We just need to talk to each other
4 minute read
Sometimes there are topics that get so difficult, so emotional, that it’s easier to stop talking about them altogether.
On the whole, in British society, we fear saying the wrong thing, unintentionally offending. The stigma of a problem eventually leads to such tension that people avoid it altogether.
In recent years, open and public debate on issues that affect transgender people has become one such topic. The existing law has been in place for over a decade and received full cross-party support when it was passed through Parliament in 2010. The law recognizes the need for a small number of individuals to be able to legally change their gender to better reflect the real life they lead, providing them with the dignity and legal protection we expect of every citizen. More than 10 years later, the debate over how this law works in practice is fraught with pitfalls. A small number of highly vocal groups seem so entrenched that meaningful debate is elusive.
The UK law passed in 2010 was groundbreaking at the time, but it now lags far behind many other countries. So the saddest fact is the disservice we do to trans people. By failing to have a meaningful debate, we miss opportunities to examine how our law and our public services support a group of fellow citizens. Angry cries on Twitter stigmatize, marginalize and belittle; it does not provide solutions to anyone.
It seems there’s no middle ground
A more fruitful approach might perhaps be to start by looking at what the law says and go from there. The Equality Act 2010 is explicit and clear: discrimination, direct or indirect, on grounds of gender reassignment, sex or sexual orientation is prohibited.
But when it comes to how this law is put into practice, the process of gender identification, the use of public restrooms and changing rooms, or how medical care should be provided, it does not there doesn’t seem to be any common ground. Voices that are loud in public discourse speak very firmly on one side or the other, so rooted in their own vision and agenda that the furious noise cancels out.
Perhaps we should look to history to see how much we have accomplished on previously difficult and controversial topics. It was not until the Sexual Offenses Act 1967 that homosexuality was – to some extent – decriminalised. Before that, men could be imprisoned for being gay, and public opinion toward homosexuality was largely no kinder than the laws that criminalized it. It was not until 2001 that the age of consent was equalized; it was not until 2005 that civil partnerships became legally recognised; and it wasn’t until 2013 that same-sex couples could enjoy the same rights as opposite-sex couples to have their relationship recognized by the state through marriage.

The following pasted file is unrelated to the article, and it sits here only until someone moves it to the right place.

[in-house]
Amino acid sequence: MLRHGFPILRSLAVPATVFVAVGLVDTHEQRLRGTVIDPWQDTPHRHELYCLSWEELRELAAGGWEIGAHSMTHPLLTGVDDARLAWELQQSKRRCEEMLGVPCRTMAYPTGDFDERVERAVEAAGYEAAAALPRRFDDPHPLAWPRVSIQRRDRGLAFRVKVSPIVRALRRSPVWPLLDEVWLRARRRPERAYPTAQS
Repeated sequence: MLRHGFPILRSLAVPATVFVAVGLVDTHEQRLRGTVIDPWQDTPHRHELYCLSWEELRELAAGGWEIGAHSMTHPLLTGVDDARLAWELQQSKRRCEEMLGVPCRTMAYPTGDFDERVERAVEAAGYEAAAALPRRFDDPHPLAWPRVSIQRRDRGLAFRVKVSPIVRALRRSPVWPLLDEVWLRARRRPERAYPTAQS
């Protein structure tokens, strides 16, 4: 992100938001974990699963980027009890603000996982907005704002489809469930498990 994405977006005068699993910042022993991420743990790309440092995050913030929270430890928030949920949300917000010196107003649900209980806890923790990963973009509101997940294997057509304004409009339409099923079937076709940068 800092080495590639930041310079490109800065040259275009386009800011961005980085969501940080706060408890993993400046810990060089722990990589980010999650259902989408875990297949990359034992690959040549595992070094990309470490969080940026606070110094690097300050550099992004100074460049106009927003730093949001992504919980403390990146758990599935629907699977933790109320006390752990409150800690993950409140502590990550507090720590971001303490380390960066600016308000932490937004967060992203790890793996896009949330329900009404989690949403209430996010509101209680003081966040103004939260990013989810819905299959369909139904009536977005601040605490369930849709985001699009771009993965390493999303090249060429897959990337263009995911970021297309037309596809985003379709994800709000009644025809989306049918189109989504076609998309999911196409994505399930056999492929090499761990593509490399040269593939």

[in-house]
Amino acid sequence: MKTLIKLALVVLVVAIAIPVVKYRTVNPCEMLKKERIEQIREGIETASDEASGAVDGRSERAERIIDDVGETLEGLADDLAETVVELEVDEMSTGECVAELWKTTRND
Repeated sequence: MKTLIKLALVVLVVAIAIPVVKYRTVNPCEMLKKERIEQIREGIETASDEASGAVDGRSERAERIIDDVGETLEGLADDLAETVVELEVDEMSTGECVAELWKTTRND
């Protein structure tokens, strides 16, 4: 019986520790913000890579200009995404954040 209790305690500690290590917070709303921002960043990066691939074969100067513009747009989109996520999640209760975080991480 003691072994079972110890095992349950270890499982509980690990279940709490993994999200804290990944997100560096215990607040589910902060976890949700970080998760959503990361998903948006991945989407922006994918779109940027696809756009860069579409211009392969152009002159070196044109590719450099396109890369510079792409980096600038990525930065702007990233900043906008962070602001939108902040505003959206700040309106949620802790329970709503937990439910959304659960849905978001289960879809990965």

The history of equal rights for gay men is not a direct comparison, and trans issues should not be confused with homosexuality. However, the fierce opinions and chaotic divisions of opinion bear a striking resemblance to the tone of today’s debate on trans issues. Perhaps we need to pause and consider for a moment what we have learned. Despite these entrenched views on gay rights, even in 2013 when the Equal Marriage Act was passed, British society through debate, discussion and understanding accepted that all couples in love have the right equal treatment by the state; including recognizing their right to marry, not just for legal protection, but as a way to demonstrate that the state values their relationship the same way it values any other. This does not mean that there is no more discrimination, nor that we have solved all the problems; what it shows, however, is that what was once taboo is no longer seen as a threat to society, or even downright controversial. This progression was possible, and can be again.
It took many years, and it took a shift in public opinion driven by both politicians and advocacy groups such as Stonewall. What was needed above all, however, was for society to rid itself of its fear of engaging in discussion and debate. We must learn, understand and talk to each other; see themselves as fellow citizens, who all have the right to expect equal treatment from society and the law.
Maria Miller is Conservative MP for Basingstoke
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